Financial Strategy At YPF
YPF was the formerly state-owned and largest company in Argentina in 1995. It was privatized in 1993, and was planning its second annual capital budget as a private-sector company in the fall of 1994. When the Tequila Crisis hit Mexico in December of 1994, international borrowing became much more difficult for emerging market borrowers in general and Argentine borrowers in particular. This case presents the situation that faced YPF at the Beginning of 1995, after most of the pieces of its capital budget had been laid out but not finalized at the end of 1994.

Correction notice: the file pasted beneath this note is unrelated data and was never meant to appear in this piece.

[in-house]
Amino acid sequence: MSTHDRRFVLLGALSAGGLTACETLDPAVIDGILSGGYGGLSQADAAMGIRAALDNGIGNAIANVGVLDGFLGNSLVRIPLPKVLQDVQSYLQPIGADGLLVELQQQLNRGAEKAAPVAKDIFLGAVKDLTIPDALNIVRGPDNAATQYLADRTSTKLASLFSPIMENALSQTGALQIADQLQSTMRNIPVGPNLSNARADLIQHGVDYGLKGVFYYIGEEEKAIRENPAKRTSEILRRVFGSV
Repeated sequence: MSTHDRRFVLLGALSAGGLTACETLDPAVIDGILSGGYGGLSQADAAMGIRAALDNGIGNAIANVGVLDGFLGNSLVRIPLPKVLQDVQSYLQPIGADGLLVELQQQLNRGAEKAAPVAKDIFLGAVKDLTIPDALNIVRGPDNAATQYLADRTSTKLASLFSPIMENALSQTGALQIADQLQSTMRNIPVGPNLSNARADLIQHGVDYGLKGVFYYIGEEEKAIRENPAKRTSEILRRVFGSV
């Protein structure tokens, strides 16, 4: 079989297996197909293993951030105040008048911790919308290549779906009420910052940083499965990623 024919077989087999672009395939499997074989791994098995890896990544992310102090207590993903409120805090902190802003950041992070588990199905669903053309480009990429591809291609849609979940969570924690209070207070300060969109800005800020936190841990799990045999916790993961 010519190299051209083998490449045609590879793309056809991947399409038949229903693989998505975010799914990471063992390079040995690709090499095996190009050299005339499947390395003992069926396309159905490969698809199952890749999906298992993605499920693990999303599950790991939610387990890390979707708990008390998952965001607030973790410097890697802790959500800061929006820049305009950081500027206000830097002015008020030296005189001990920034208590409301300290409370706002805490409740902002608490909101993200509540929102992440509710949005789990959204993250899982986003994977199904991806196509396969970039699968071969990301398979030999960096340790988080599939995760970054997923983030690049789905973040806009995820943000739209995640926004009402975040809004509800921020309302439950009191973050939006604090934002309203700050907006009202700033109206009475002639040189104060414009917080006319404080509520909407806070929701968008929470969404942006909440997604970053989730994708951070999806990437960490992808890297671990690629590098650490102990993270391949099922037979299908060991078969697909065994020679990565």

The teaching emphasis for this case should most likely be on the financing strategy of a large Latin American company during the Tequila Crisis. A reasonable strategy can be defined, given the various capital budgeting needs that are presented in the case, ignoring the Tequila Crisis. It is clear, for instance, that YPF can borrow plenty of money through debt issue, since its financial leverage is much less than that of major oil companies such as Exxon, Shell, and Texaco. The issuance of more ADRs could be justified as part of the total financing, although YPF has issued $US 3 billion in 1993 at the time of the privatization, so this may be difficult to accomplish in early 1995.